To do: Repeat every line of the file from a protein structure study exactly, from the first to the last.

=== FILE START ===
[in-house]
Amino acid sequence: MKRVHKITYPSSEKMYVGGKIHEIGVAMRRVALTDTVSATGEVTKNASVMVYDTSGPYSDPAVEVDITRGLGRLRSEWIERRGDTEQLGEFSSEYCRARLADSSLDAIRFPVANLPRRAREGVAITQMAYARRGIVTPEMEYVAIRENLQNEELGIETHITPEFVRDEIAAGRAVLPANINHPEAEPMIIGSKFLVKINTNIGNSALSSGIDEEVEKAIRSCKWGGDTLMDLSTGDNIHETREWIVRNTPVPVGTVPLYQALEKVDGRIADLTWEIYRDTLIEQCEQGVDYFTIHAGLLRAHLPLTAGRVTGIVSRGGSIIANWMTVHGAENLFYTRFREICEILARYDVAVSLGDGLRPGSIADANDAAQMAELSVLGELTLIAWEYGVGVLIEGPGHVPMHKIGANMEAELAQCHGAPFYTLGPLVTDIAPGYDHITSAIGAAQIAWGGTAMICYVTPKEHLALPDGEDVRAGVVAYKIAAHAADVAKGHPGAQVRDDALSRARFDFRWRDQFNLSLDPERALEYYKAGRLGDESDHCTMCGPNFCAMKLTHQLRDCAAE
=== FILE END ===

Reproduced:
[in-house]
Amino acid sequence: MKRVHKITYPSSEKMYVGGKIHEIGVAMRRVALTDTVSATGEVTKNASVMVYDTSGPYSDPAVEVDITRGLGRLRSEWIERRGDTEQLGEFSSEYCRARLADSSLDAIRFPVANLPRRAREGVAITQMAYARRGIVTPEMEYVAIRENLQNEELGIETHITPEFVRDEIAAGRAVLPANINHPEAEPMIIGSKFLVKINTNIGNSALSSGIDEEVEKAIRSCKWGGDTLMDLSTGDNIHETREWIVRNTPVPVGTVPLYQALEKVDGRIADLTWEIYRDTLIEQCEQGVDYFTIHAGLLRAHLPLTAGRVTGIVSRGGSIIANWMTVHGAENLFYTRFREICEILARYDVAVSLGDGLRPGSIADANDAAQMAELSVLGELTLIAWEYGVGVLIEGPGHVPMHKIGANMEAELAQCHGAPFYTLGPLVTDIAPGYDHITSAIGAAQIAWGGTAMICYVTPKEHLALPDGEDVRAGVVAYKIAAHAADVAKGHPGAQVRDDALSRARFDFRWRDQFNLSLDPERALEYYKAGRLGDESDHCTMCGPNFCAMKLTHQLRDCAAE